Big news from the Democratic Republic of Congo, as reported by the New York Times:
On Tuesday, the rebels, known as M23, announced that they were ending the 20-month rebellion that had brought renewed instability, uncertainty and conflict to the eastern part of Congo. After suffering a string of recent defeats, the group’s chairman, Bertrand Bisimwa, said that M23 had decided “to pursue by purely political means the search for solutions to the root causes which led to its creation.”
In a statement headlined “Declaration of the End of Rebellion,” Mr. Bisimwa said, “Commanders are requested to prepare the troops for the process of disarmament, demobilization and social reintegration.”
While I don’t begin to understand all of the intricacies in this Congolese situation, it would seem that an end to this bloody conflict is a very hopeful sign. Tweeting from his post as US Special Envoy to the Great Lakes Region, former Senator Russ Feingold shared an optimistic perspective:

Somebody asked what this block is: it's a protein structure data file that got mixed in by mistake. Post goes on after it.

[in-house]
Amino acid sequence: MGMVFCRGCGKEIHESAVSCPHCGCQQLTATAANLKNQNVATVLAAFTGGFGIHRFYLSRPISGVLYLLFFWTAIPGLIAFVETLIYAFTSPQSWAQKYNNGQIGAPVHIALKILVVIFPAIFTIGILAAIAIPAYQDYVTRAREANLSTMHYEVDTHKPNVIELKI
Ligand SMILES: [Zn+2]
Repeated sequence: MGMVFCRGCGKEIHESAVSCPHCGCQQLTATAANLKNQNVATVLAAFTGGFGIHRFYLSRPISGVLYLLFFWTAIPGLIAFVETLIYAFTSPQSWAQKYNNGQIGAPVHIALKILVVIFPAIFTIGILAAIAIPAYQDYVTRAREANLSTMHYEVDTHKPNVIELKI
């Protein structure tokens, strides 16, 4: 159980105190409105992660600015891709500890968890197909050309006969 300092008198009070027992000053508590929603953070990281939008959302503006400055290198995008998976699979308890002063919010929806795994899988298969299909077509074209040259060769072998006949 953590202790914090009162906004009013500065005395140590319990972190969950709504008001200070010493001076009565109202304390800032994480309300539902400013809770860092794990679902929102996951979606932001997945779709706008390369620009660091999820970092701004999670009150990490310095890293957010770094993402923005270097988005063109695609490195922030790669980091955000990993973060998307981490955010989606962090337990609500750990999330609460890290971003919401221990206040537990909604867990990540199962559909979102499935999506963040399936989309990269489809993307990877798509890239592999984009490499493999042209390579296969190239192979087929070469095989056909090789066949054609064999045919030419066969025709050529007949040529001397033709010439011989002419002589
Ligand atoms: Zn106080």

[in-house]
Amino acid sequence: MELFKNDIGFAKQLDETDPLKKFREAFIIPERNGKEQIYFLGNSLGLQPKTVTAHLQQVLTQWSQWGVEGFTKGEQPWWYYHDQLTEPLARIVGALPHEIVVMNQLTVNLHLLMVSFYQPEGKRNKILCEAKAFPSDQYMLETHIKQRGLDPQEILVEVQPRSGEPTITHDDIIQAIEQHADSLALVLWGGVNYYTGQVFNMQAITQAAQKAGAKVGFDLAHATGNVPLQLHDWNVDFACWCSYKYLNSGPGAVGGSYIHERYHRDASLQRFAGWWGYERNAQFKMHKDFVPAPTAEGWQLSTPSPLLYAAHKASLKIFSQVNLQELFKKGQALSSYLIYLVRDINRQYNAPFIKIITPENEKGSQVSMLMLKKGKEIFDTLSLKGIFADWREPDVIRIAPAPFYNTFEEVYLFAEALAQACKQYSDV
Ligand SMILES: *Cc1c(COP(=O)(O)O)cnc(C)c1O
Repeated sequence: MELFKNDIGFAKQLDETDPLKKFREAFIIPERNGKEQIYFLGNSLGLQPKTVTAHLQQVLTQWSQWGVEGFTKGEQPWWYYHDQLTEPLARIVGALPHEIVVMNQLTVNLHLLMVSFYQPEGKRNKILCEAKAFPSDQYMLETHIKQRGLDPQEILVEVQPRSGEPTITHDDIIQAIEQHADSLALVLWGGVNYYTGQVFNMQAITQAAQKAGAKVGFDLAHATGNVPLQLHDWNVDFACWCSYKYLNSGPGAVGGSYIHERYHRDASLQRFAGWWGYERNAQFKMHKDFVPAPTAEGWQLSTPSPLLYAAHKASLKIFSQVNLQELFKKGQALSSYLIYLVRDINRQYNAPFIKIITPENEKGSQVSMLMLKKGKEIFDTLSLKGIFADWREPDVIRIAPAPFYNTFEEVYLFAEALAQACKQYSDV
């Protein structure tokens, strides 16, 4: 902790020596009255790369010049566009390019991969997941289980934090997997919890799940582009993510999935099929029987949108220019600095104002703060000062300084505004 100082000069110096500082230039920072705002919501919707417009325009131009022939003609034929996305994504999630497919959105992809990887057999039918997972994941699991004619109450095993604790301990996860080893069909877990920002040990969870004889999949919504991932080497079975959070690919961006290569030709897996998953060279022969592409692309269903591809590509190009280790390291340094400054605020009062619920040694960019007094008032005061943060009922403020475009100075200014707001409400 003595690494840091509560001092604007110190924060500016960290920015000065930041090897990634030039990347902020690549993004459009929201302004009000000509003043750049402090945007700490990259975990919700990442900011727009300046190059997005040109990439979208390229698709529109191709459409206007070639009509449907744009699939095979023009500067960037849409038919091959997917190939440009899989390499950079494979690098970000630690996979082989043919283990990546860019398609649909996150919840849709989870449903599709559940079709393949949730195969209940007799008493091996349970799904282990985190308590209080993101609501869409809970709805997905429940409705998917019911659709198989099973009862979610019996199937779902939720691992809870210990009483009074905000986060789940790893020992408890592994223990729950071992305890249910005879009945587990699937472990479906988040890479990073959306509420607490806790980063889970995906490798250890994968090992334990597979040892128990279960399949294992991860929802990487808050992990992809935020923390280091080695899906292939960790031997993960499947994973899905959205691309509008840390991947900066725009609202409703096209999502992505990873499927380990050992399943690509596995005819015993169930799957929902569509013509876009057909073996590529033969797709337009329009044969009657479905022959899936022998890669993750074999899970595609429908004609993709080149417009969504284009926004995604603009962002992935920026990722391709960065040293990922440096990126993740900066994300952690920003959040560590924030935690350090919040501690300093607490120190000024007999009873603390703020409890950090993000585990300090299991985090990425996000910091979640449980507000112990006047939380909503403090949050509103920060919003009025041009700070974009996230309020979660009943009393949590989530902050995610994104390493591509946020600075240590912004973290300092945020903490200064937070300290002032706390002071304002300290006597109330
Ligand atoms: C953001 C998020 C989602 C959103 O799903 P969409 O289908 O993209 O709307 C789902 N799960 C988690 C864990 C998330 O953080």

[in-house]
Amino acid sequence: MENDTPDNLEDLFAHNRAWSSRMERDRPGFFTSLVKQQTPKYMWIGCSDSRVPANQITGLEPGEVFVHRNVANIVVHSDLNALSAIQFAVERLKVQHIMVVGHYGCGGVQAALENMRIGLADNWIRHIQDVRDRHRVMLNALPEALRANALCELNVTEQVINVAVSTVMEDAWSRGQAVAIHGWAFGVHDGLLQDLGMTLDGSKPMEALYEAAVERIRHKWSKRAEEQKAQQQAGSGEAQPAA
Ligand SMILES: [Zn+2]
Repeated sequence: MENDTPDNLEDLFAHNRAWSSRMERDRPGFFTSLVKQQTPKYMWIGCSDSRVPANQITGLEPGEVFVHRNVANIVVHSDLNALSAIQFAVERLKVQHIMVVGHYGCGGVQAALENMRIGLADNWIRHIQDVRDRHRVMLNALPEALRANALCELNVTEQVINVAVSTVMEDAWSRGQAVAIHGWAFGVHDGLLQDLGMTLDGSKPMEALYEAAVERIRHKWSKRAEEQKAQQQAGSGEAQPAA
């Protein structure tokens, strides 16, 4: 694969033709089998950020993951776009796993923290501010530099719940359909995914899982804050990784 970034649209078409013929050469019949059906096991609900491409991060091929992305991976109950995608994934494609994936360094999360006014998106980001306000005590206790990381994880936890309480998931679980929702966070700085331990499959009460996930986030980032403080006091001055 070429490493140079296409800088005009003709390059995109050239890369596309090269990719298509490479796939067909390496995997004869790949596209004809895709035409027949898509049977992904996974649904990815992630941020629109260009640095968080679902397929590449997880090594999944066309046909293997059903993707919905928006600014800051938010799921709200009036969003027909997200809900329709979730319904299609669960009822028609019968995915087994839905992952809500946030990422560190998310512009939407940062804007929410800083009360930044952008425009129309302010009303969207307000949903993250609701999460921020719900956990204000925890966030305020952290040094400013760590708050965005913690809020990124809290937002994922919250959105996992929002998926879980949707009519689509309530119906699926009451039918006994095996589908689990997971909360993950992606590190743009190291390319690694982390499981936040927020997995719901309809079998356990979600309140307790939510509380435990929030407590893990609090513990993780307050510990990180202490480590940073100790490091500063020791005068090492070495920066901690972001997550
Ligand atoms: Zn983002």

M23 news is hopeful step, not comprehensive solution to the region’s problems.Parties must keep their commitments to the FrameworkAgreement.
— Russ Feingold (@US_SEGL) November 5, 2013
One person I’m going to be watching for commentary is Cardinal Laurent Monsengwo Pasinya of the Democratic Republic of Congo and the Archdiocese of Kinshasa and a delegate to the commission of eight Cardinals who will advise Pope Francis on reform of the Curia and governance of the Church. News of the peace agreement is reported on the Archdiocesan website here.
Out today from Vatican Radio is a quote from Annick Bouvier, a spokesperson for the International Committee of the Red Cross in Kinshasa calling the situation in the region still a priority for those serving there.
Some political initiatives are underway, though the situation remains uncertain, she said.
“For the ICRC, the priority remains to be very close to the communities most affected by the consequences,” she said, referring to the victims of direct attacks, sexual violence and looting.
“We continue to assess the situation,” she said. “One of our priorities is also to continue the bilateral dialogue with armed forces and groups to try to convince them to respect international conventions and law. We also network with a number of people who could have an influence on these forces and groups to try to alleviate the suffering of the population in eastern DRC.”
Our prayers for peace in the region continue.